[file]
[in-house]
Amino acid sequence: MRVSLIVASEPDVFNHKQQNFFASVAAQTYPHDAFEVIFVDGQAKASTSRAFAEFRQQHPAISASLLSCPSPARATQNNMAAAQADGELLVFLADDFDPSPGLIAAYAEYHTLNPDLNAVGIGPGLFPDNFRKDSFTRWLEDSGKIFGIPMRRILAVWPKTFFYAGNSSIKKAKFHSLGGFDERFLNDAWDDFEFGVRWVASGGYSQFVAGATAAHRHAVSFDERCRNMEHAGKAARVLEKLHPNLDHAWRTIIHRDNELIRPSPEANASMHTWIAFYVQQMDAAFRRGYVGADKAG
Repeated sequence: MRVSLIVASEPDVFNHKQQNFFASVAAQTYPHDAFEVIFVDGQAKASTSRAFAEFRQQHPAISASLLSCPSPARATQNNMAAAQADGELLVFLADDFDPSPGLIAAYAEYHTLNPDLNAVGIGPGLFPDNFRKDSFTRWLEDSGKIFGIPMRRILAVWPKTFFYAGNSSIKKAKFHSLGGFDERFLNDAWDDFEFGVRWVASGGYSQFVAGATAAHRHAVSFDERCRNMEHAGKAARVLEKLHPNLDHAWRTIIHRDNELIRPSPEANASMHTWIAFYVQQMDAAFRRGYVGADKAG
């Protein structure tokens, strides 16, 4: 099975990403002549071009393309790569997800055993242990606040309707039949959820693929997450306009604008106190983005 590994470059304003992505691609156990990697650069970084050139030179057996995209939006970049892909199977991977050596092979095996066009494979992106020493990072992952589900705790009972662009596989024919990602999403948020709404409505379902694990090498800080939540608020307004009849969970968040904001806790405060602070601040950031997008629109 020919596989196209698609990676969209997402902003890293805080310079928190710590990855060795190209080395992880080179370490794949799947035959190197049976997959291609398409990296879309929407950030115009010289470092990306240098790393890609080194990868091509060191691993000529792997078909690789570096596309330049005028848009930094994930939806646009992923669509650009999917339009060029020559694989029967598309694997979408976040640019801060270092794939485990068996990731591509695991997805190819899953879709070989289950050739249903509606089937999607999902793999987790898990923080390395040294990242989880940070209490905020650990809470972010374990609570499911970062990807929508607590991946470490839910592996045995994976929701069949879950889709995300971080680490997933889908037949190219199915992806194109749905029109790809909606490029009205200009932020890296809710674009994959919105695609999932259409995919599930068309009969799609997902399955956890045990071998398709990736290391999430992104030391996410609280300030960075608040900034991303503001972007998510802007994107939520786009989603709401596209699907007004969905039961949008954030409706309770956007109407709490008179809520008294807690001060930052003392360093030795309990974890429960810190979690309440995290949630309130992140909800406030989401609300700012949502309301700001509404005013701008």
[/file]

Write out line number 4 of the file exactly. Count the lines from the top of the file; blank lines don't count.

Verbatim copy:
């Protein structure tokens, strides 16, 4: 099975990403002549071009393309790569997800055993242990606040309707039949959820693929997450306009604008106190983005 590994470059304003992505691609156990990697650069970084050139030179057996995209939006970049892909199977991977050596092979095996066009494979992106020493990072992952589900705790009972662009596989024919990602999403948020709404409505379902694990090498800080939540608020307004009849969970968040904001806790405060602070601040950031997008629109 020919596989196209698609990676969209997402902003890293805080310079928190710590990855060795190209080395992880080179370490794949799947035959190197049976997959291609398409990296879309929407950030115009010289470092990306240098790393890609080194990868091509060191691993000529792997078909690789570096596309330049005028848009930094994930939806646009992923669509650009999917339009060029020559694989029967598309694997979408976040640019801060270092794939485990068996990731591509695991997805190819899953879709070989289950050739249903509606089937999607999902793999987790898990923080390395040294990242989880940070209490905020650990809470972010374990609570499911970062990807929508607590991946470490839910592996045995994976929701069949879950889709995300971080680490997933889908037949190219199915992806194109749905029109790809909606490029009205200009932020890296809710674009994959919105695609999932259409995919599930068309009969799609997902399955956890045990071998398709990736290391999430992104030391996410609280300030960075608040900034991303503001972007998510802007994107939520786009989603709401596209699907007004969905039961949008954030409706309770956007109407709490008179809520008294807690001060930052003392360093030795309990974890429960810190979690309440995290949630309130992140909800406030989401609300700012949502309301700001509404005013701008």